DiGiorno is still scrambling today to make up for a tone-deaf tweet that made light of a rather serious Twitter dialogue surrounding domestic violence.
The hashtags #WhyIStayed and #WhyILeft have been trending since Monday, when writer Beverly Gooden leveraged the coverage surrounding the suspension of Baltimore Raven’s running back Ray Rice to discuss what motivates women who suffer from domestic violence.
Participating in trending hashtags is on page one of the social media playbook for brands, but whoever runs DiGiorno’s social media forgot to take the temperature of the discussion before chiming in, tweeting, “#WhyIStayed You had pizza.”
The tweet was almost instantly deleted, but screengrabs of the offending tweet began circulating just as quickly. DiGiorno followed-up with the standard issue apology you would expect a brand to make after a bonehead move like this, but the apologies haven’t stopped there.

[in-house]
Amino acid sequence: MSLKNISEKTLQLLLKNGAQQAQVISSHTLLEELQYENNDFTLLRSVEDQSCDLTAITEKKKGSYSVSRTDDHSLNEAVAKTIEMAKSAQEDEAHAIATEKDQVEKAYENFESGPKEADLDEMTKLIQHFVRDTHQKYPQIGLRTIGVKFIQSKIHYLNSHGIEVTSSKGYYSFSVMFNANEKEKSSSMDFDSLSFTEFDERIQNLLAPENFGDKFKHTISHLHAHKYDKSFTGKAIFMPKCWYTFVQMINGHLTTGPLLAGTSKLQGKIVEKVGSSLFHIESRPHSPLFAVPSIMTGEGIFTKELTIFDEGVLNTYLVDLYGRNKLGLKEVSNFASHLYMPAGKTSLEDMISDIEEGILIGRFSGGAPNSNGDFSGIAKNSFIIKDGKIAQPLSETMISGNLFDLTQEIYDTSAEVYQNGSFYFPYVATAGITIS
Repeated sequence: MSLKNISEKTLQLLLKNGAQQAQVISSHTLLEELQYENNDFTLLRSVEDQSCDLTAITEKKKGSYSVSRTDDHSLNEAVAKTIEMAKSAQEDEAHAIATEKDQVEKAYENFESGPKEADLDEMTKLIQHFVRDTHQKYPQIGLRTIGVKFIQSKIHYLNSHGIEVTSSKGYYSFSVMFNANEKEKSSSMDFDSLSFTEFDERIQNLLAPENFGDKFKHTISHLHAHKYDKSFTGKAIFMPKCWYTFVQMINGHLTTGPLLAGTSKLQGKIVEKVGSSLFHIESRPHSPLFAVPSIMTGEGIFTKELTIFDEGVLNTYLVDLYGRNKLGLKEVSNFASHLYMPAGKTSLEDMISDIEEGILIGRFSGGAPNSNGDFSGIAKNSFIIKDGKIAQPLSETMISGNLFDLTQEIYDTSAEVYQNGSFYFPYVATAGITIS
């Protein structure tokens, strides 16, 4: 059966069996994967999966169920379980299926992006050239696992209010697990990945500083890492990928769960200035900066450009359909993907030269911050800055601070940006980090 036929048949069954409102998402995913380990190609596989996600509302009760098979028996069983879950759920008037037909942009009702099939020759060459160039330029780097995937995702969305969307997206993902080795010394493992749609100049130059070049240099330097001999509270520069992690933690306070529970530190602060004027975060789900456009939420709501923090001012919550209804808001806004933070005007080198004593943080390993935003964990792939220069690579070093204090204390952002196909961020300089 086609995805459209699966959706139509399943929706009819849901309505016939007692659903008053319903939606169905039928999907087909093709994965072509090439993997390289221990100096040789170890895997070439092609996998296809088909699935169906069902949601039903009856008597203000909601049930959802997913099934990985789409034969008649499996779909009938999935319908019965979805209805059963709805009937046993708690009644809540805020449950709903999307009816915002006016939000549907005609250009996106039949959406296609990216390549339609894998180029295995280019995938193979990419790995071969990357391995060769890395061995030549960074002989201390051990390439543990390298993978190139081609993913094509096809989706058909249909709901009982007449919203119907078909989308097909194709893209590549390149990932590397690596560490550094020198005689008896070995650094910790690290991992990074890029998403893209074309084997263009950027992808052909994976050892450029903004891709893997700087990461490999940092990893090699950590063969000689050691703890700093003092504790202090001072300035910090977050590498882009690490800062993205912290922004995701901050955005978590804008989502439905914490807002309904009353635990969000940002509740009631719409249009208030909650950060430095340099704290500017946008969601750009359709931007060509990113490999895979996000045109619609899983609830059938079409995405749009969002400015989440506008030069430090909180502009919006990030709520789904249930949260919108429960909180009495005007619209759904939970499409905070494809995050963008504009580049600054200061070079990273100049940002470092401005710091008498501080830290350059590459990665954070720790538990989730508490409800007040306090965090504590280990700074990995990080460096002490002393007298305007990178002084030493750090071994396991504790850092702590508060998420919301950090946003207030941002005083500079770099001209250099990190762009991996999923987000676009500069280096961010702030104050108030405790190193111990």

In an unusual strategy, DiGiorno has take the extra step of individually apologizing to people who mention the blunder on Twitter. Each apology is in the first person and seems sincere. In reading the dozens of individual mea culpa’s made in the aftermath, the brand sounds much more heartfelt and human than the many brands who have faltered before.
As this incident becomes a case study of how not to participate in trending topics, it will be telling to see if other brands use the same tactic for future PR nightmares.
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